The United States patent system has become sand rather than lubricant in the wheels of American progress. Such is the…premise behind this provocative and timely book by two of the nation's leading experts on patents and economic innovation. Innovation and Its Discontents tells the story of how recent changes in patenting--an institutional process that was created to nurture innovation--have wreaked havoc on innovators, businesses, and economic productivity. Jaffe and Lerner, who have spent the past two decades studying the patent system, show how legal changes initiated in the 1980s converted the system from a stimulator of innovation to a creator of litigation and uncertainty that threatens the innovation process itself. In one telling vignette, Jaffe and Lerner cite a patent litigation campaign brought by a a semi-conductor chip designer that claims control of an entire category of computer memory chips. The firm's claims are based on a modest 15-year old invention, whose scope and influenced were broadened by secretly manipulating an industry-wide cooperative standard-setting body. Such cases are largely the result of two changes in the patent climate, Jaffe and Lerner contend. First, new laws have made it easier for businesses and inventors to secure patents on products of all kinds, and second, the laws have tilted the table to favor patent holders, no matter how tenuous their claims. After analyzing the economic incentives created by the current policies, Jaffe and Lerner suggest a three-pronged solution for restoring the patent system: create incentives to motivate parties who have information about the novelty of a patent; provide multiple levels of patent review; and replace juries with judges and special masters to preside over certain aspects of infringement cases. Well-argued and engagingly written, Innovation and Its Discontents offers a fresh approach for enhancing both the nation's creativity and its economic growth.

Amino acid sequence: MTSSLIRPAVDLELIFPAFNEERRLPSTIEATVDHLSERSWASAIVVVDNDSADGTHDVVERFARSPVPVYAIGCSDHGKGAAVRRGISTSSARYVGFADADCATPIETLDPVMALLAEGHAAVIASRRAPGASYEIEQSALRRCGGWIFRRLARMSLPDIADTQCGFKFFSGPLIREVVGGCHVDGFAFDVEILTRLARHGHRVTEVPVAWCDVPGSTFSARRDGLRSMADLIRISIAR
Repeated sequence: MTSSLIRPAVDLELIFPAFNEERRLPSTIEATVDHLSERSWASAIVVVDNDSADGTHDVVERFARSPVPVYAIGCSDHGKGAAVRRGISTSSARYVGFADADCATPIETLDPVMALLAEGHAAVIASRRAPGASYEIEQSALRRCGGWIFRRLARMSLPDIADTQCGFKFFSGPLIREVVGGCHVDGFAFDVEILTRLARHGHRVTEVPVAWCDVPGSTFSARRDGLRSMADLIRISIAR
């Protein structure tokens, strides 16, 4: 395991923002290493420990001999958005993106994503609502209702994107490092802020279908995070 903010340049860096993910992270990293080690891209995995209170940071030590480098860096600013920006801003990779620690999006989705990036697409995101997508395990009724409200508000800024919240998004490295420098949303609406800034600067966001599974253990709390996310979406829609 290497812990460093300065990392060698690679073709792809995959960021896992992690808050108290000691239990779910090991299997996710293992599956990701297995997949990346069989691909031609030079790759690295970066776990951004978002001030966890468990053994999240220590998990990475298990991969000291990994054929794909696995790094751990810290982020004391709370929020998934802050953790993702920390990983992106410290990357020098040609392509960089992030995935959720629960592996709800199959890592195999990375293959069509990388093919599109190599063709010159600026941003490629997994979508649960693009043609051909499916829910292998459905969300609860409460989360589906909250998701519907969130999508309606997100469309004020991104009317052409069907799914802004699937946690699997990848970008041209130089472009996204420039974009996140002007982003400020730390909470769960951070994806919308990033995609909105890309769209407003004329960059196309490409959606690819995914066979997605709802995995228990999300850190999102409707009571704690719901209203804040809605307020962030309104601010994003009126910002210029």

By Ben S. Bernanke. 2013
Ben Bernanke's history of the Federal Reserve and its response to the 2008 financial crisisIn 2012, Ben Bernanke, chairman of…the U.S. Federal Reserve, gave a series of lectures about the Federal Reserve and the 2008 financial crisis, as part of a course at George Washington University on the role of the Federal Reserve in the economy. In this unusual event, Bernanke revealed important background and insights into the central bank's crucial actions during the worst financial crisis since the Great Depression. Taken directly from these historic talks, The Federal Reserve and the Financial Crisis offers insight into the guiding principles behind the Fed's activities and the lessons to be learned from its handling of recent economic challenges.Bernanke traces the origins of the Federal Reserve, from its inception in 1914 through the Second World War, and he looks at the Fed post-1945, when it began operating independently from other governmental departments such as the Treasury. During this time the Fed grappled with episodes of high inflation, finally tamed by then-chairman Paul Volcker. Bernanke also explores the period under his predecessor, Alan Greenspan, known as the Great Moderation. Bernanke then delves into the Fed's reaction to the recent financial crisis, focusing on the central bank's role as the lender of last resort and discussing efforts that injected liquidity into the banking system. Bernanke points out that monetary policies alone cannot revive the economy, and he describes ongoing structural and regulatory problems that need to be addressed.Providing first-hand knowledge of how problems in the financial system were handled, The Federal Reserve and the Financial Crisis will long be studied by those interested in this critical moment in history.
By John D. Donahue, Richard J. Zeckhauser. 2012